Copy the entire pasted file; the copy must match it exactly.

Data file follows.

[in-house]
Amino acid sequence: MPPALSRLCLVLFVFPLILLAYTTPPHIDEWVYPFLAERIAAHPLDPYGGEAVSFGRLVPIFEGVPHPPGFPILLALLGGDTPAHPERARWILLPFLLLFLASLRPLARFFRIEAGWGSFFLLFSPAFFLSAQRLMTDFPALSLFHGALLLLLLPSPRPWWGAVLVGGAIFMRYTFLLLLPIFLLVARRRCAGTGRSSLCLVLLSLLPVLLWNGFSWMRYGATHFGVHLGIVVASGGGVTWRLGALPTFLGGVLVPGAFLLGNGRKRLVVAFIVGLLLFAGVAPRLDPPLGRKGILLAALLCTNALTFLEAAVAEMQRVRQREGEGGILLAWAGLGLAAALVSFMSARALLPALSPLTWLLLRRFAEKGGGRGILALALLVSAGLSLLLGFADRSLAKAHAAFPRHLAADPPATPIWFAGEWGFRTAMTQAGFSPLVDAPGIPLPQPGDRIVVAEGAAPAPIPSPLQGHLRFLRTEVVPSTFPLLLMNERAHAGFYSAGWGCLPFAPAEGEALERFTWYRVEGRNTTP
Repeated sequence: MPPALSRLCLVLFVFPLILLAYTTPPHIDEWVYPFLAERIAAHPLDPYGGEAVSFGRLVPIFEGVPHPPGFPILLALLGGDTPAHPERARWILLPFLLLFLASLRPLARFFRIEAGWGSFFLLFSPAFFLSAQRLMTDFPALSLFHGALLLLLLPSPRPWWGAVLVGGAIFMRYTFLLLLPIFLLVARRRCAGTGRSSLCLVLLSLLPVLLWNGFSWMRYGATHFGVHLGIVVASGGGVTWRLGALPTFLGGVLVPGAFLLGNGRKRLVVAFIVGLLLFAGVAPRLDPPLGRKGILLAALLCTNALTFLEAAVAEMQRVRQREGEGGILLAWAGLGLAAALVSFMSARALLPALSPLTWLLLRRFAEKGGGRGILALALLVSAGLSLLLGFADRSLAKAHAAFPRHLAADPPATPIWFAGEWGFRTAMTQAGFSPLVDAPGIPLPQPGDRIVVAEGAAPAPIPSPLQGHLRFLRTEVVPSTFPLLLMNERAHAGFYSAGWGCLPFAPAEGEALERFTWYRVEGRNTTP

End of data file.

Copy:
[in-house]
Amino acid sequence: MPPALSRLCLVLFVFPLILLAYTTPPHIDEWVYPFLAERIAAHPLDPYGGEAVSFGRLVPIFEGVPHPPGFPILLALLGGDTPAHPERARWILLPFLLLFLASLRPLARFFRIEAGWGSFFLLFSPAFFLSAQRLMTDFPALSLFHGALLLLLLPSPRPWWGAVLVGGAIFMRYTFLLLLPIFLLVARRRCAGTGRSSLCLVLLSLLPVLLWNGFSWMRYGATHFGVHLGIVVASGGGVTWRLGALPTFLGGVLVPGAFLLGNGRKRLVVAFIVGLLLFAGVAPRLDPPLGRKGILLAALLCTNALTFLEAAVAEMQRVRQREGEGGILLAWAGLGLAAALVSFMSARALLPALSPLTWLLLRRFAEKGGGRGILALALLVSAGLSLLLGFADRSLAKAHAAFPRHLAADPPATPIWFAGEWGFRTAMTQAGFSPLVDAPGIPLPQPGDRIVVAEGAAPAPIPSPLQGHLRFLRTEVVPSTFPLLLMNERAHAGFYSAGWGCLPFAPAEGEALERFTWYRVEGRNTTP
Repeated sequence: MPPALSRLCLVLFVFPLILLAYTTPPHIDEWVYPFLAERIAAHPLDPYGGEAVSFGRLVPIFEGVPHPPGFPILLALLGGDTPAHPERARWILLPFLLLFLASLRPLARFFRIEAGWGSFFLLFSPAFFLSAQRLMTDFPALSLFHGALLLLLLPSPRPWWGAVLVGGAIFMRYTFLLLLPIFLLVARRRCAGTGRSSLCLVLLSLLPVLLWNGFSWMRYGATHFGVHLGIVVASGGGVTWRLGALPTFLGGVLVPGAFLLGNGRKRLVVAFIVGLLLFAGVAPRLDPPLGRKGILLAALLCTNALTFLEAAVAEMQRVRQREGEGGILLAWAGLGLAAALVSFMSARALLPALSPLTWLLLRRFAEKGGGRGILALALLVSAGLSLLLGFADRSLAKAHAAFPRHLAADPPATPIWFAGEWGFRTAMTQAGFSPLVDAPGIPLPQPGDRIVVAEGAAPAPIPSPLQGHLRFLRTEVVPSTFPLLLMNERAHAGFYSAGWGCLPFAPAEGEALERFTWYRVEGRNTTP